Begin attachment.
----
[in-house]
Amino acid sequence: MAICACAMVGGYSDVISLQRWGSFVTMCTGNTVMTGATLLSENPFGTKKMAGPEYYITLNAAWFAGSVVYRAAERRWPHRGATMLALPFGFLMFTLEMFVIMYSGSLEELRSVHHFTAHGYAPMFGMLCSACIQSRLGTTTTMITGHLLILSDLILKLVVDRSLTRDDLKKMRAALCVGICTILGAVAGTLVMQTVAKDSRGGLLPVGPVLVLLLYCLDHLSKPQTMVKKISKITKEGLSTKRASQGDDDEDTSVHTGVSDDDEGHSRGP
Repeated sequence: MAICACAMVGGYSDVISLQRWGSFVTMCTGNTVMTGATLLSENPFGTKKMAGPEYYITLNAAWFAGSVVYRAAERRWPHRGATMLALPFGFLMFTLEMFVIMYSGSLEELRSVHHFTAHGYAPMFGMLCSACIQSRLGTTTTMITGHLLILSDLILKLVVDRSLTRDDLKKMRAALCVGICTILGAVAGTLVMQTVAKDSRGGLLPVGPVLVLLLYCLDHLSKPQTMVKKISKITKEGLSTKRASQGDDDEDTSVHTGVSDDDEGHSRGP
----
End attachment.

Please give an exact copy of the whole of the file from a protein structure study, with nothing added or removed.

[in-house]
Amino acid sequence: MAICACAMVGGYSDVISLQRWGSFVTMCTGNTVMTGATLLSENPFGTKKMAGPEYYITLNAAWFAGSVVYRAAERRWPHRGATMLALPFGFLMFTLEMFVIMYSGSLEELRSVHHFTAHGYAPMFGMLCSACIQSRLGTTTTMITGHLLILSDLILKLVVDRSLTRDDLKKMRAALCVGICTILGAVAGTLVMQTVAKDSRGGLLPVGPVLVLLLYCLDHLSKPQTMVKKISKITKEGLSTKRASQGDDDEDTSVHTGVSDDDEGHSRGP
Repeated sequence: MAICACAMVGGYSDVISLQRWGSFVTMCTGNTVMTGATLLSENPFGTKKMAGPEYYITLNAAWFAGSVVYRAAERRWPHRGATMLALPFGFLMFTLEMFVIMYSGSLEELRSVHHFTAHGYAPMFGMLCSACIQSRLGTTTTMITGHLLILSDLILKLVVDRSLTRDDLKKMRAALCVGICTILGAVAGTLVMQTVAKDSRGGLLPVGPVLVLLLYCLDHLSKPQTMVKKISKITKEGLSTKRASQGDDDEDTSVHTGVSDDDEGHSRGP